Symfony Messenger: Bundling Messages

Sometimes you want to make sure that messages in Symfony Messenger are sent to the consumer in batches rather than singly. We recently needed to send updated lines of text from our programs to a translation service provider via Messenger.

But due to the strict limitation on the data transfer rate on the part of the translation company, we cannot send messages one at a time. Therefore, it is necessary to implement the following sending algorithm: first keep all received messages intended for a given consumer, and then send all messages if the waiting time for new messages has exceeded ten seconds or if more than 100 messages are stored

Let’s show how we did it:

// Symfony Messenger Message:
class TranslationUpdate
{
    public function __construct(
        public string $locale,
        public string $key,
        public string $value,
    ) {
    }
}
class TranslationUpdateHandler implements MessageHandlerInterface
{
    private const BUFFER_TIMER = 10; // in seconds
    private const BUFFER_LIMIT = 100;
    private array $buffer = [];

    public function __construct(
        private MessageBusInterface $messageBus,
    ) {
        pcntl_async_signals(true);
        pcntl_signal(SIGALRM, Closure::fromCallable([$this, 'batchBuffer']));
    }

    public function __invoke(TranslationUpdate $message): void
    {
        $this->buffer[] = $message;

        if (count($this->buffer) >= self::BUFFER_LIMIT) {
            $this->batchBuffer();
        } else {
            pcntl_alarm(self::BUFFER_TIMER);
        }
    }

    private function batchBuffer(): void
    {
        if (0 === count($this->buffer)) {
            return;
        }

        $translationBatch = new TranslationBatch($this->buffer);
        $this->messageBus->dispatch($translationBatch);
        $this->buffer = [];

    }
}

Here we are dealing with a Messenger message that is sent every time we have an updated text for translation (the same principle can be applied to any other messages).

Our message handler will receive all messages and put them in an array buffer. If the number of elements in the buffer reaches 100, or if no new elements appear within ten seconds, the method is triggered batchBuffer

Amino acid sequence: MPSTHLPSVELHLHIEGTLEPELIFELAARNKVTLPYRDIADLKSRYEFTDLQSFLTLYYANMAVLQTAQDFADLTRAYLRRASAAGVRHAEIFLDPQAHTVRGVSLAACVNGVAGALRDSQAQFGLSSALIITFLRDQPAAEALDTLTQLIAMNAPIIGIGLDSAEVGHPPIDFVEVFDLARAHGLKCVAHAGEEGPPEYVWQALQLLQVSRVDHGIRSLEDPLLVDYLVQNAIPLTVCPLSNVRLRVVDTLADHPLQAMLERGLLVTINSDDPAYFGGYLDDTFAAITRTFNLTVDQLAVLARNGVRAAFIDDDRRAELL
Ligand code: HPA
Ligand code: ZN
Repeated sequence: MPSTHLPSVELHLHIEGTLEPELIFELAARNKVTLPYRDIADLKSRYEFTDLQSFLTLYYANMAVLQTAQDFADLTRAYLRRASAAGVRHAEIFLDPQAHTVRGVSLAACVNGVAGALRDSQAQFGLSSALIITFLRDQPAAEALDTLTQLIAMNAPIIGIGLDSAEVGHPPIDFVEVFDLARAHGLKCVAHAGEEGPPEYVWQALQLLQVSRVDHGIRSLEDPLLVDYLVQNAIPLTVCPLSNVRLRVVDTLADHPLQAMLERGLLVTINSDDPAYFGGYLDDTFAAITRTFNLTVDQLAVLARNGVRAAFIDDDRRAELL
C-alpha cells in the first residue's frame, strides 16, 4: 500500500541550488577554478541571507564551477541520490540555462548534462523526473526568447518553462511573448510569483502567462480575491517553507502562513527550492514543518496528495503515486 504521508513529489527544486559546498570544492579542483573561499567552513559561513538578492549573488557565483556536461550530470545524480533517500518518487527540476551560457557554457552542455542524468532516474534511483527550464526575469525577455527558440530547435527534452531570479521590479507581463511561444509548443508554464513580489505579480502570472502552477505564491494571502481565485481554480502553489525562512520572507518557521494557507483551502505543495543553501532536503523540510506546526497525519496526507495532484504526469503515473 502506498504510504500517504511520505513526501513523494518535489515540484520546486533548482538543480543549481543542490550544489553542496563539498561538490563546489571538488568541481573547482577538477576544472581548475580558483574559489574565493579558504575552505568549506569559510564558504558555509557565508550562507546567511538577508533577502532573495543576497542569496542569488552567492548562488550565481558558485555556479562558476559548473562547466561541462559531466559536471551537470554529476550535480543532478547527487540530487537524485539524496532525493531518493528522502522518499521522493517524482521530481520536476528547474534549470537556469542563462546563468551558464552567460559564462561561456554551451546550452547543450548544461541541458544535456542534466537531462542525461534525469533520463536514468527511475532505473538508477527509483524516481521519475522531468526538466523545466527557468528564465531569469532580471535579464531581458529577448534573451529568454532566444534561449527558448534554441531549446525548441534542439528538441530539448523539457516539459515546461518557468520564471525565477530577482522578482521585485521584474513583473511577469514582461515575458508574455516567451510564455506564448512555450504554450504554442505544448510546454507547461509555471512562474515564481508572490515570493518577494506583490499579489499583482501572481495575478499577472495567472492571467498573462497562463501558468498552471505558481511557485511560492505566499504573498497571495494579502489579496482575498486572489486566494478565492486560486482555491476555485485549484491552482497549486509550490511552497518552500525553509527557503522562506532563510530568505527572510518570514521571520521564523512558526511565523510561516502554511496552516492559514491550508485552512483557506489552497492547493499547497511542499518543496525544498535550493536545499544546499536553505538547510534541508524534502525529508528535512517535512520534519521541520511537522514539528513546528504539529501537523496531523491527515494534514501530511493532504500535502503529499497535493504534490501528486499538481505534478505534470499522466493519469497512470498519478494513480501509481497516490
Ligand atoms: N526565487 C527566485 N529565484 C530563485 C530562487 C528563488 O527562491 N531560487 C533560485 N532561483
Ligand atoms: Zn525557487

To implement a ten second timer, we use the function pcntl_alarmwhich allows you to call the method asynchronously batchBuffer as needed.

To handle system signals in our PHP code, we use the PCNTL functions (you can read more about them in PHP documentation, as well as in our blogif you speak French). We have set up a timer that will send a SIGALRM signal to the process after the specified number of seconds. Then, when the signal is received by the process, the callback function we specified as the second argument will run pcntl_signal… The callback is set for the whole application, so we can use this trick with bundling messages into batches only once

Then in the method batchBuffer we are using a new transmission in Messenger (see call dispatch) to keep track of messages in case of problems, and since the method is implemented through PCNTL, the Messenger component will not retry handling on exception.

class TranslationBatch
{
    /**
     * @param TranslationUpdate[] $notifications
     */
    public function __construct(
        private array $notifications,
    ) {
    }
}
class TranslationBatchHandler implements MessageHandlerInterface
{
    public function __invoke(TranslationBatch $message): void
    {
      // handle all our messages
    }
}

So now we have a packet handler that will always receive a list of messages to send. With it, we can easily bundle our Messenger messages into packages without having to resort to using cron.

Addition. This approach is just a proof of concept. If you want to apply it in a production environment, I recommend using a more resilient buffer storage like Redis.


The translation of the material was prepared as part of the course “Symfony Framework”… We invite everyone to a two-day online intensive “Creation of a statistics system for an online store”… On the intensive we:
– let’s begin our acquaintance with Symfony and ClickHouse (more precisely, we will build a system for collecting statistics in ClickHouse). On the basis of such a system, in the future you will be able to build and develop solutions for Business Intelligence systems and operational statistics,
– then we will deploy the API,
– and with its help, let’s look at the tools of the statistics itself.
Registration on the first day here

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